The black art of lying

“I really did,” Bill assured us, nodding vigorously. “I single-handedly turned that car over and saved all the people in it. That policeman said it was the darnedest thing he ever saw. I was a real strong man in my twenties,” he said, flexing his biceps. “You couldn’t find no stronger. You got any more coffee left in the pot?”

As I poured him a cup and stirred in the cream and sugar, I realized I was in for a long night of tall tales with Bill swearing every word to be true. This particular Bill is a friend of my family, but many Bills are out there looking for listeners.

I wonder what makes people tell outlandish lies that no one over four will fall for. All too obvious are the motives of the chocolate-covered three-year-old who tells her mother she hasn’t been in the cookie jar. My friend Bill’s motives are not so clear. Entertainment? Ego? Who knows? I’ve been listening to his stories for decades, and I still don’t know.

The stories I got from students come close to high fantasy too but often took on a new twist. The motivation is the same though. Gone are the days of “the dog ate my homework;” now the computer ate it.

“You see, Mrs. Ellis, I had my paper completely ready. All I had to do was print, but when I tried, my printer went crazy. You wouldn’t believe all the noises it was making. I swear. I knew I couldn’t turn in my paper in rainbow colors. I’d rather take a late grade than turn in less than my best. By the way, I have a doctor’s appointment tomorrow. I won’t be here, but I’ll have my paper when I come the next day.”

The next student had practiced a bit more. “Mrs. Ellis, I swear I told that stupid computer to save, but it lost my paper. I’ll have to start over tonight. I know you told us to save these papers in at least two places and I did, but Mama washed my brand-new flash drive today in the washing machine. I’ve told her a thousand times to always check my pockets for it. She never listens to me. I’m sorry, Mrs. Ellis. I’ll do better. I promise. I guess I’ll just have to check for it myself.”

Motivation for student lying is still rather transparent.

Children learn the fine art of lying early. Mama says to her child who’s dashing for the phone, “If it’s Mrs. Jones, tell her I’m not here.”

“Hello. Who is this? Mrs. Jones? Mama says she’s not here.”

As the mother grabs the phone, she laughs. “Hi, Marge. Whatever got into that child? I wasn’t talking about you, of course. Cathy Sue misunderstood what I told her. How are you? I’m glad you called. I’ve been meaning to call you.”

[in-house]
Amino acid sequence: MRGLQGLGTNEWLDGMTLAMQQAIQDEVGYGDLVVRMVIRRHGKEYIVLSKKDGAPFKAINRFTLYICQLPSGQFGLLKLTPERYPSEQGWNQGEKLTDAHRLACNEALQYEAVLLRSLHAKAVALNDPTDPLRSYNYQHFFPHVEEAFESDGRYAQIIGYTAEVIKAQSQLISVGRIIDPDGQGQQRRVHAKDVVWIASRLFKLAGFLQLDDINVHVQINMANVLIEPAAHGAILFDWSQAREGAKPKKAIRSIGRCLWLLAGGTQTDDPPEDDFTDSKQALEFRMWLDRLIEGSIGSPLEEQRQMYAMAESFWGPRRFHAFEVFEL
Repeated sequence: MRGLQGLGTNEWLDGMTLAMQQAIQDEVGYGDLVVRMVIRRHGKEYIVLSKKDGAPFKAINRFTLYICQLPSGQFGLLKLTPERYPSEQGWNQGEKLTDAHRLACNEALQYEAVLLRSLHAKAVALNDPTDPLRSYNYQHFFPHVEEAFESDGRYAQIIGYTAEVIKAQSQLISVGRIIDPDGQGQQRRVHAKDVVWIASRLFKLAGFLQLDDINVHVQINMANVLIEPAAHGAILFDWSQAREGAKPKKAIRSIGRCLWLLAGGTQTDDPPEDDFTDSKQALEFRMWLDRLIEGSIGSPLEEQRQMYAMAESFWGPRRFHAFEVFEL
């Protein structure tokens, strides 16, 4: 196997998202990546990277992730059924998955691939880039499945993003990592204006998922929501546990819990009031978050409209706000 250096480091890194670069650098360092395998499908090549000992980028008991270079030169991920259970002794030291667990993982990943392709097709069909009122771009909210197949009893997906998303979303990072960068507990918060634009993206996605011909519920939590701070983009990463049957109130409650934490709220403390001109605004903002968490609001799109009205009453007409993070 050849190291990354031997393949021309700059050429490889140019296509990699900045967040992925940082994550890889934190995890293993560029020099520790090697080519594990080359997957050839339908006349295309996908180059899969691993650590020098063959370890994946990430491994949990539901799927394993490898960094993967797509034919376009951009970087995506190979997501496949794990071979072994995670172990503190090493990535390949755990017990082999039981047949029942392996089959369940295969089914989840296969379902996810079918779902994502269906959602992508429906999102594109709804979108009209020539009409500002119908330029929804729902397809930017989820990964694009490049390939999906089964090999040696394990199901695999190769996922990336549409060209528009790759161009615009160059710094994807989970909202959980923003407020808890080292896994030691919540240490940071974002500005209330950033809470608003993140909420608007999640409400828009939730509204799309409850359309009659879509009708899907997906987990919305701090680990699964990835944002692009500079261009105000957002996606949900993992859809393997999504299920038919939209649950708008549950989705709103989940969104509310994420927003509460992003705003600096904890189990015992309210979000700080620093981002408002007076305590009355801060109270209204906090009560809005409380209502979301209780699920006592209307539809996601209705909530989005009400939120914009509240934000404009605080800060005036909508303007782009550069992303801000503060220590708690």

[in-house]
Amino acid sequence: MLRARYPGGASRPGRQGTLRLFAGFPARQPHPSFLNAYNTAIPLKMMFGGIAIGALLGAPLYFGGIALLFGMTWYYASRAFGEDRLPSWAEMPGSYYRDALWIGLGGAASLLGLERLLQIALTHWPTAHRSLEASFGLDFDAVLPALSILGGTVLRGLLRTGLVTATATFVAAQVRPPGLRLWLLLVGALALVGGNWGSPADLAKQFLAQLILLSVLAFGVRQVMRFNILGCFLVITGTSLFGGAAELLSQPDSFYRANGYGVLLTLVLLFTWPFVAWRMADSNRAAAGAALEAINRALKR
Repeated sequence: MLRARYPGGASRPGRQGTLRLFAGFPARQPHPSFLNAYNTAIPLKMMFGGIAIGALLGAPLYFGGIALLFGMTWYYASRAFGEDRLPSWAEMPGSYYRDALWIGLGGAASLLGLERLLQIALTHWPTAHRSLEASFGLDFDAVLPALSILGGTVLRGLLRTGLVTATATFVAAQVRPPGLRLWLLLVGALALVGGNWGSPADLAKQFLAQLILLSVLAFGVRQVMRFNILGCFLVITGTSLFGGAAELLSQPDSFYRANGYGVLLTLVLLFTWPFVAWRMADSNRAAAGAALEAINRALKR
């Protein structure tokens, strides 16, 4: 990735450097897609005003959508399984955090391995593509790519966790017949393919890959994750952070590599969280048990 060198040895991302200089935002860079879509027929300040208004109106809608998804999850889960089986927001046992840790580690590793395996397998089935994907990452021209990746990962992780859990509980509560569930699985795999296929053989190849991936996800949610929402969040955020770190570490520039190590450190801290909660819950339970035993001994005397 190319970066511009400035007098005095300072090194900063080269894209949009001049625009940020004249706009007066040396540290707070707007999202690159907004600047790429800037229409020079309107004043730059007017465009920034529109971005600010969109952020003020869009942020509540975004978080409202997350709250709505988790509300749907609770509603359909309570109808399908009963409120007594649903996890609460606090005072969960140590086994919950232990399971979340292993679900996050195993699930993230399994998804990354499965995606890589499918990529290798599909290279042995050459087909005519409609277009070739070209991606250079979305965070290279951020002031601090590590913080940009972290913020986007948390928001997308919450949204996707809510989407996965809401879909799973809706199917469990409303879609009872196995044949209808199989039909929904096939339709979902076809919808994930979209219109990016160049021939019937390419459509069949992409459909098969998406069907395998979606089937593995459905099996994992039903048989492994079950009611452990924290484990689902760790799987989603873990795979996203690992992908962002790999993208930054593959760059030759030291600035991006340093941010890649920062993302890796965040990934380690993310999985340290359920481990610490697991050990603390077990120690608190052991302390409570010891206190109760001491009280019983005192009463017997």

Ah, but all these lies are innocent. We don’t put them in the same category as the serious ones, the I-can’t-believe-someone-actually-had-the-audacity-to-tell-that-one lie.

Have you heard about the little Chinese girl who sang the national anthem for the Olympics a few years ago? She wasn’t singing it; she was lip-syncing it. The child whose angelic voice really produced it wasn’t pretty enough for all that attention from international television. The Chinese wanted the world to see the best, so they lied. They presented a false face to the world and cheated a child—two children actually. How horrible we say. How horrible indeed.

I can think of only one person in my whole lifetime who told the truth consistently and without apology. People got the truth from him whether they liked it or not,

“No, I can’t vote for you. You’re wasting my time and yours doing your politicking here. Actually, I’d walk to town to vote against you,” Daddy told the politician at his door.

“Tell him I don’t want to talk to him right now, and I probably never will,” he told my sister to tell the bearer of religious tracts.

“I don’t like the way that dress looks on you. If you didn’t want to know, you shouldn’t have asked me,” he told me, as I modeled my 70’s mini dress.

Daddy was color-blind when it came to lies—no white ones. They were all black.

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